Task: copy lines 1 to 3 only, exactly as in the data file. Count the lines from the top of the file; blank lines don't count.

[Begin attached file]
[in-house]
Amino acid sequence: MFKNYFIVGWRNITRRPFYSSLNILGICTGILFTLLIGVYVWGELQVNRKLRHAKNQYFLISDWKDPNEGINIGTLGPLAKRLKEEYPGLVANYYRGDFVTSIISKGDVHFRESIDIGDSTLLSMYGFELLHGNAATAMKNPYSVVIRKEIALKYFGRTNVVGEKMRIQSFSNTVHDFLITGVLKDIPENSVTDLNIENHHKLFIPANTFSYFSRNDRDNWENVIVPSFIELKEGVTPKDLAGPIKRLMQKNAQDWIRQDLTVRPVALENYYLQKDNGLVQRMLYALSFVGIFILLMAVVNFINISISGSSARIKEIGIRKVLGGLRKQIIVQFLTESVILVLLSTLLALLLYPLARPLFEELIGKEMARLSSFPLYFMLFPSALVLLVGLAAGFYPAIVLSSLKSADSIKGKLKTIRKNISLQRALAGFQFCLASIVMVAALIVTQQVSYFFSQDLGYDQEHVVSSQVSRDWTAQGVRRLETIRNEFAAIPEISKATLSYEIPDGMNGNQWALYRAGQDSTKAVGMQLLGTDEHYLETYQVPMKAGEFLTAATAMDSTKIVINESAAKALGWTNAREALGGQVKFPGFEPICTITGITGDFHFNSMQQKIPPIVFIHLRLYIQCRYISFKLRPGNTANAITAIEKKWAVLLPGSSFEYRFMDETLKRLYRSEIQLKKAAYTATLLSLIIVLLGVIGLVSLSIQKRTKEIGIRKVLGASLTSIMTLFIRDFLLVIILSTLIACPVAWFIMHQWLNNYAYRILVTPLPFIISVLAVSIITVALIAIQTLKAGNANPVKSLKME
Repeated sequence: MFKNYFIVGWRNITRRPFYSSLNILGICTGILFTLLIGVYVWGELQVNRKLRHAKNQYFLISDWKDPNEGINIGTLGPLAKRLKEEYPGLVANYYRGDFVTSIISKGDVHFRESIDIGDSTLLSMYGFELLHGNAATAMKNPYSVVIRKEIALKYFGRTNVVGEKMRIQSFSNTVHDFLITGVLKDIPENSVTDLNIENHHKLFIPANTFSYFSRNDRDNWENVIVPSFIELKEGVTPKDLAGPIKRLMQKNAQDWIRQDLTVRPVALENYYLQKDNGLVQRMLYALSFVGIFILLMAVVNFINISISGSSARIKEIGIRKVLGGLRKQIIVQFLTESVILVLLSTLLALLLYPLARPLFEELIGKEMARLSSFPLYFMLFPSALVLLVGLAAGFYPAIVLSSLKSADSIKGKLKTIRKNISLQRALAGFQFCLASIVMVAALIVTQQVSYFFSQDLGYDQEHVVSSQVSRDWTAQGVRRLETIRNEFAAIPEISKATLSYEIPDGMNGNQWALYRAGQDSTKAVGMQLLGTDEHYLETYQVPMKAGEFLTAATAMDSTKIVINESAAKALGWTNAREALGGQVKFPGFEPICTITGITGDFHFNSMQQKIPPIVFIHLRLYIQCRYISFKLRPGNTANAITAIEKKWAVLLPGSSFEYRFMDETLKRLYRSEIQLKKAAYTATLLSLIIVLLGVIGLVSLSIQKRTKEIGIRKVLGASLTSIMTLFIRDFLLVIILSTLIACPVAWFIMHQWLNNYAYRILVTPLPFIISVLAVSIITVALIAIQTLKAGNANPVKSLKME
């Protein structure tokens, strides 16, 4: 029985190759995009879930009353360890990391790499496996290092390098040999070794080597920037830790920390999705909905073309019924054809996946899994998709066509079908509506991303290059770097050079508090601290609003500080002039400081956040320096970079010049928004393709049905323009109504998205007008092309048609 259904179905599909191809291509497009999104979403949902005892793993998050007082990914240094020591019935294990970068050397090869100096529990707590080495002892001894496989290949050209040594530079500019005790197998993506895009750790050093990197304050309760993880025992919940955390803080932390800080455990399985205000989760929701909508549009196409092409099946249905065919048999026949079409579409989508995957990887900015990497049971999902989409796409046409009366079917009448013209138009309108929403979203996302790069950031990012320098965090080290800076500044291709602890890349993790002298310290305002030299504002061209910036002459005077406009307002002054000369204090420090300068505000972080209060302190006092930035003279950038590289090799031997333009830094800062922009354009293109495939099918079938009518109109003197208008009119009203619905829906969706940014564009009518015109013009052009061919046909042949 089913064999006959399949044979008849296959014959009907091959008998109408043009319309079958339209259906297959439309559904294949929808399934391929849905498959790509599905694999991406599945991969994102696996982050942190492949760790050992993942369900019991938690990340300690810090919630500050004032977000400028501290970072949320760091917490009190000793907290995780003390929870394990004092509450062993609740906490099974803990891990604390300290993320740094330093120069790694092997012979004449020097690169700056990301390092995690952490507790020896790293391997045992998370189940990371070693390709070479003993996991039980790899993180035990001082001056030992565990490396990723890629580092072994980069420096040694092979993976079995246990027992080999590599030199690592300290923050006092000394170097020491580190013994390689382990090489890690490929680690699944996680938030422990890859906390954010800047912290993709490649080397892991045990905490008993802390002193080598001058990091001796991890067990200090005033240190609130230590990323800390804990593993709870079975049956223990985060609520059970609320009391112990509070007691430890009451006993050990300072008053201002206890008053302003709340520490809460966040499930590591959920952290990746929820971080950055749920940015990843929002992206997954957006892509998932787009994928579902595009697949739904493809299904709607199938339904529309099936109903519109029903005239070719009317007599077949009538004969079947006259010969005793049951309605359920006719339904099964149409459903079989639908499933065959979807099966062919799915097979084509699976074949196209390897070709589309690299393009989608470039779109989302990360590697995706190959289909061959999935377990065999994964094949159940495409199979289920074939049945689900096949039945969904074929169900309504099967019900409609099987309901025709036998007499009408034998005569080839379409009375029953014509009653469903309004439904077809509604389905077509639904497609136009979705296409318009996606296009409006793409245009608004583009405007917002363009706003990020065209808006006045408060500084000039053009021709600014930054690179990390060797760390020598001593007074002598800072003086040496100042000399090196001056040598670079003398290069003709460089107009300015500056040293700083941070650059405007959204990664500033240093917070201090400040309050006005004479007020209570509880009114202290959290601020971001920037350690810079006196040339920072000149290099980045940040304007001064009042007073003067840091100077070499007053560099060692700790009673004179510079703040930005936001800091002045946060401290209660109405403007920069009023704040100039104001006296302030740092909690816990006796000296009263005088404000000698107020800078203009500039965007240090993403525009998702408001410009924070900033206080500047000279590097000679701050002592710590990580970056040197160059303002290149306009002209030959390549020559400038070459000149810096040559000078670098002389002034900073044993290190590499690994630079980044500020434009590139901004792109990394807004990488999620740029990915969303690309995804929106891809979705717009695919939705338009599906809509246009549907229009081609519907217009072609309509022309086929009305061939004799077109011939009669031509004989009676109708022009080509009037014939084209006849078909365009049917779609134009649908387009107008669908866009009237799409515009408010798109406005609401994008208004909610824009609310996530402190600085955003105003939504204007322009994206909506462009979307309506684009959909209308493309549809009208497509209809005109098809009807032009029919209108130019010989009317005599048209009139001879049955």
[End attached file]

[in-house]
Amino acid sequence: MFKNYFIVGWRNITRRPFYSSLNILGICTGILFTLLIGVYVWGELQVNRKLRHAKNQYFLISDWKDPNEGINIGTLGPLAKRLKEEYPGLVANYYRGDFVTSIISKGDVHFRESIDIGDSTLLSMYGFELLHGNAATAMKNPYSVVIRKEIALKYFGRTNVVGEKMRIQSFSNTVHDFLITGVLKDIPENSVTDLNIENHHKLFIPANTFSYFSRNDRDNWENVIVPSFIELKEGVTPKDLAGPIKRLMQKNAQDWIRQDLTVRPVALENYYLQKDNGLVQRMLYALSFVGIFILLMAVVNFINISISGSSARIKEIGIRKVLGGLRKQIIVQFLTESVILVLLSTLLALLLYPLARPLFEELIGKEMARLSSFPLYFMLFPSALVLLVGLAAGFYPAIVLSSLKSADSIKGKLKTIRKNISLQRALAGFQFCLASIVMVAALIVTQQVSYFFSQDLGYDQEHVVSSQVSRDWTAQGVRRLETIRNEFAAIPEISKATLSYEIPDGMNGNQWALYRAGQDSTKAVGMQLLGTDEHYLETYQVPMKAGEFLTAATAMDSTKIVINESAAKALGWTNAREALGGQVKFPGFEPICTITGITGDFHFNSMQQKIPPIVFIHLRLYIQCRYISFKLRPGNTANAITAIEKKWAVLLPGSSFEYRFMDETLKRLYRSEIQLKKAAYTATLLSLIIVLLGVIGLVSLSIQKRTKEIGIRKVLGASLTSIMTLFIRDFLLVIILSTLIACPVAWFIMHQWLNNYAYRILVTPLPFIISVLAVSIITVALIAIQTLKAGNANPVKSLKME
Repeated sequence: MFKNYFIVGWRNITRRPFYSSLNILGICTGILFTLLIGVYVWGELQVNRKLRHAKNQYFLISDWKDPNEGINIGTLGPLAKRLKEEYPGLVANYYRGDFVTSIISKGDVHFRESIDIGDSTLLSMYGFELLHGNAATAMKNPYSVVIRKEIALKYFGRTNVVGEKMRIQSFSNTVHDFLITGVLKDIPENSVTDLNIENHHKLFIPANTFSYFSRNDRDNWENVIVPSFIELKEGVTPKDLAGPIKRLMQKNAQDWIRQDLTVRPVALENYYLQKDNGLVQRMLYALSFVGIFILLMAVVNFINISISGSSARIKEIGIRKVLGGLRKQIIVQFLTESVILVLLSTLLALLLYPLARPLFEELIGKEMARLSSFPLYFMLFPSALVLLVGLAAGFYPAIVLSSLKSADSIKGKLKTIRKNISLQRALAGFQFCLASIVMVAALIVTQQVSYFFSQDLGYDQEHVVSSQVSRDWTAQGVRRLETIRNEFAAIPEISKATLSYEIPDGMNGNQWALYRAGQDSTKAVGMQLLGTDEHYLETYQVPMKAGEFLTAATAMDSTKIVINESAAKALGWTNAREALGGQVKFPGFEPICTITGITGDFHFNSMQQKIPPIVFIHLRLYIQCRYISFKLRPGNTANAITAIEKKWAVLLPGSSFEYRFMDETLKRLYRSEIQLKKAAYTATLLSLIIVLLGVIGLVSLSIQKRTKEIGIRKVLGASLTSIMTLFIRDFLLVIILSTLIACPVAWFIMHQWLNNYAYRILVTPLPFIISVLAVSIITVALIAIQTLKAGNANPVKSLKME